THE Belhar Confession was adopted by the Dutch Reformed Mission Church in South Africa in 1982, yet much interpretation of it is still needed, argues Piet Naudé, the author of Neither Calendar nor Clock. He divides his study into four parts: the tradition inherited; the confessional character; reception; and contemporary significance (Eerdmans/Alban £16.99 (£15.30); 978-0-8028-6259-4).
Stephen Wigley has written an introduction to Balthasar’s Trilogy. The series A Reader’s Guide, of which this is one, aims to provide clear and accessible presentations of important theological texts and their themes, context, interpretation, and influence, at undergraduate level (T. & T. Clark, £13.99 (£12.60); 978-0-567-03417-5).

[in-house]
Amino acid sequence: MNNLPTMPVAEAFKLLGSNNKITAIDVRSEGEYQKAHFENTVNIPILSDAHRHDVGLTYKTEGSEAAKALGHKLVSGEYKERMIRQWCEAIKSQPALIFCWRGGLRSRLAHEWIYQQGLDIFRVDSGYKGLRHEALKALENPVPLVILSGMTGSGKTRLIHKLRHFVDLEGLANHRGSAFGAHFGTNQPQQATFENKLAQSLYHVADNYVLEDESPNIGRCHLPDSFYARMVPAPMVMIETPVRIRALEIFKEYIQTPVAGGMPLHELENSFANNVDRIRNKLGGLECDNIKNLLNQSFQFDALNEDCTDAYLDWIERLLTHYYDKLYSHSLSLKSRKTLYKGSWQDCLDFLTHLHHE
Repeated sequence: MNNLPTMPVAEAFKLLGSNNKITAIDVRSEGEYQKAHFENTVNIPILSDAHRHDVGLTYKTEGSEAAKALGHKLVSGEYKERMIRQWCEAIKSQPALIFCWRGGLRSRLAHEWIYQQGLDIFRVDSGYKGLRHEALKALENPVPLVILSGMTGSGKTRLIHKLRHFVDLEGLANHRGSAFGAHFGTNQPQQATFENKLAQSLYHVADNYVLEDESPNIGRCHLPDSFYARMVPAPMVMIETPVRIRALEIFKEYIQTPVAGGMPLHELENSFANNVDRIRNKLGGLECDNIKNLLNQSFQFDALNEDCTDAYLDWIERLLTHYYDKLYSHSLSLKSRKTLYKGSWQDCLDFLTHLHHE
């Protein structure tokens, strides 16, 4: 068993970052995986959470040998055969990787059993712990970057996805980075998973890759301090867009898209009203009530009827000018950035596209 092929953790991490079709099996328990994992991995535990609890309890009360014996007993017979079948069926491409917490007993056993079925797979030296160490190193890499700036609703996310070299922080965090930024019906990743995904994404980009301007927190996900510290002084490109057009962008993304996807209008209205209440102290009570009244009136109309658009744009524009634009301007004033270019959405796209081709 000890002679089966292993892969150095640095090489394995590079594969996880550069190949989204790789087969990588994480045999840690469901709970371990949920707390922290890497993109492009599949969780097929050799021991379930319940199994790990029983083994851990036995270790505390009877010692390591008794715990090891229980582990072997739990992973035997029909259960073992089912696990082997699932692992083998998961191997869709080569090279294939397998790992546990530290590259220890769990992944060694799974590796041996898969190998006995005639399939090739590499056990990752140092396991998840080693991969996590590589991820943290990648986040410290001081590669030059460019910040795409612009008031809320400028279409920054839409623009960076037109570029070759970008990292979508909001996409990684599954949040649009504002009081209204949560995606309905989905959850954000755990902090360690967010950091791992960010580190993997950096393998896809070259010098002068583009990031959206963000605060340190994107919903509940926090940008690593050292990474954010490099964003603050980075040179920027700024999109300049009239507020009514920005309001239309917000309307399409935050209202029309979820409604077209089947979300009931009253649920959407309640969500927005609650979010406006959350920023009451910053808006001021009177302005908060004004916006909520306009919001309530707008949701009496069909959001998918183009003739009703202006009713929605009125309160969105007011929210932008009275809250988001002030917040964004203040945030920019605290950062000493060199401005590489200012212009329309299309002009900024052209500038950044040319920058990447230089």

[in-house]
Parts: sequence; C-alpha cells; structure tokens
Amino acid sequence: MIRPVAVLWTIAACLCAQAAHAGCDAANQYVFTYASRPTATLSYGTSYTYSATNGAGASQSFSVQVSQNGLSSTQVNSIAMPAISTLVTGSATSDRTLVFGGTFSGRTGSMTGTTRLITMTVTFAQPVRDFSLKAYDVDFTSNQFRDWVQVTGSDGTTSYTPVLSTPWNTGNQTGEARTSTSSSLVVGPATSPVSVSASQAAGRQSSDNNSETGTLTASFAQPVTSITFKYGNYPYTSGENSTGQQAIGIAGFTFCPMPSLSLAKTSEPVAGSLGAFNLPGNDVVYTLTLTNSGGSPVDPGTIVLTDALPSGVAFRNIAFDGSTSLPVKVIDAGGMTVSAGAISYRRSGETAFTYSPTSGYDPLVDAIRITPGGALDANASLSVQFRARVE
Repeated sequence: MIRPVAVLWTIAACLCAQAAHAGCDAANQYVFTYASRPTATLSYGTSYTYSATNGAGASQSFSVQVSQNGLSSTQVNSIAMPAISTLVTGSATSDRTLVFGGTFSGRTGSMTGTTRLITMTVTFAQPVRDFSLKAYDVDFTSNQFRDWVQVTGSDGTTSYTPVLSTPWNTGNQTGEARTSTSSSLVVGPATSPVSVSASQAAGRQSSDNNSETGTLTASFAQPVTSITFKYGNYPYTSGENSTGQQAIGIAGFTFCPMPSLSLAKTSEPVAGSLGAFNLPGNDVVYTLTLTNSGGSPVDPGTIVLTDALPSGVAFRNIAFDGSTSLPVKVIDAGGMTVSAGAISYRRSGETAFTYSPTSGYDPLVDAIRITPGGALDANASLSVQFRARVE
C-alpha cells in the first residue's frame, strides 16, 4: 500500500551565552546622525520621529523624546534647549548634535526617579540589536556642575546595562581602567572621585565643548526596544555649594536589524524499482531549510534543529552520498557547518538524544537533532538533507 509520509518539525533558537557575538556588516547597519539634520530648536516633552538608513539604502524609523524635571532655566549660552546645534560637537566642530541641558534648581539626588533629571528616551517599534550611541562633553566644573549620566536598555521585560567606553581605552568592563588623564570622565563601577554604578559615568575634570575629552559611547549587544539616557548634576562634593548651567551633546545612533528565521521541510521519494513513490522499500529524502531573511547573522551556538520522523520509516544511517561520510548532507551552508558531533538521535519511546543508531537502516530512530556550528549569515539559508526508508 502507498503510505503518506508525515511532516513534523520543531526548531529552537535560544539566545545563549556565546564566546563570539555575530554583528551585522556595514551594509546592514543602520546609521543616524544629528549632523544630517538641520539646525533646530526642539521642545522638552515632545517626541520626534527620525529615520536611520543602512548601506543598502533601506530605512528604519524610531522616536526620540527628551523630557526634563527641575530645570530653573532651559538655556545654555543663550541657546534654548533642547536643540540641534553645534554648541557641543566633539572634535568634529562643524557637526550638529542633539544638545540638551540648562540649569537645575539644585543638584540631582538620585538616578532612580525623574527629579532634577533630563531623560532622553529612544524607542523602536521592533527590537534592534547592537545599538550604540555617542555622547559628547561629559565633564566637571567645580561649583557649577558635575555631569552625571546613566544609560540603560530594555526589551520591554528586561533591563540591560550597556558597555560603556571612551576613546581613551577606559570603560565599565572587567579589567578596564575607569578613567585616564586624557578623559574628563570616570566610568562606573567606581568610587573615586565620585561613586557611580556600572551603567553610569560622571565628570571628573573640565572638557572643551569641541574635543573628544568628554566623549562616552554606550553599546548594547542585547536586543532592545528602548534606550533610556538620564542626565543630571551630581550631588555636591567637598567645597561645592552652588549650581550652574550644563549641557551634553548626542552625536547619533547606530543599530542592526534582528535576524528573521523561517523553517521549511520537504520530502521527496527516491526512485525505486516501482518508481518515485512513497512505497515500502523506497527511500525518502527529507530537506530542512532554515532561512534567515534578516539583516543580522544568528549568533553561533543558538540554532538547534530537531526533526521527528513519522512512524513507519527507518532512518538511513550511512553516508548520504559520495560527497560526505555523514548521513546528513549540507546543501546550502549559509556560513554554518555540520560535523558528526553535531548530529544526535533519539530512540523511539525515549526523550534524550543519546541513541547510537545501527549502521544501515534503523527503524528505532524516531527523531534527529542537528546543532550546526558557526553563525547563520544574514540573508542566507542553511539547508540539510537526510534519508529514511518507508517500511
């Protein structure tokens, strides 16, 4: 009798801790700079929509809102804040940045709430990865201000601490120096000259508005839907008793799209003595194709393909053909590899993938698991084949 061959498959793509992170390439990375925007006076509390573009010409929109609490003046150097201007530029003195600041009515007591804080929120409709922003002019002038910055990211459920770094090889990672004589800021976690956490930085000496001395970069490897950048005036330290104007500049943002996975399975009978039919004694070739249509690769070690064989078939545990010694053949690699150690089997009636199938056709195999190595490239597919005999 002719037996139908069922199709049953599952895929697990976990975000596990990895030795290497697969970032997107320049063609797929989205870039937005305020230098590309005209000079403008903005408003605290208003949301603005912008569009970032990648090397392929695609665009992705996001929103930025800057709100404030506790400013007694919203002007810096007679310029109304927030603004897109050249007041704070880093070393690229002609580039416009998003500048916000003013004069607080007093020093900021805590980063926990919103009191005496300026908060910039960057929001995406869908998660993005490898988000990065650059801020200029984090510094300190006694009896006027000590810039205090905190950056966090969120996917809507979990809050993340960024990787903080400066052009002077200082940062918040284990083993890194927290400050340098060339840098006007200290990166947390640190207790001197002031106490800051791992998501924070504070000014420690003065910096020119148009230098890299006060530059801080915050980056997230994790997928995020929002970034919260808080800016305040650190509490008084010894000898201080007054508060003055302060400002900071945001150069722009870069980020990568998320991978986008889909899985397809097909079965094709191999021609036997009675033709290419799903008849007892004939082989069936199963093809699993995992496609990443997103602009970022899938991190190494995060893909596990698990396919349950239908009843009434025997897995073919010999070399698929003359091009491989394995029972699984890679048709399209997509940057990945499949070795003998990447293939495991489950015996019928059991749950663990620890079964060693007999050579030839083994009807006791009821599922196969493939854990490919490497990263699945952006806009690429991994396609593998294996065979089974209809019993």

Theology on the Menu: Asceticism, meat and Christian diet explores Christian attitudes to food throughout the ages, and its importance. David Grumett and Rachel Muers address the practice of eating, and the reasons for the significance that food can have in religion. Among the topics they look at are vegetarianism, sacrifice, fasting, and clean/unclean animals (Routledge, £23.99 (£21.60); 978-0-415-49683-4).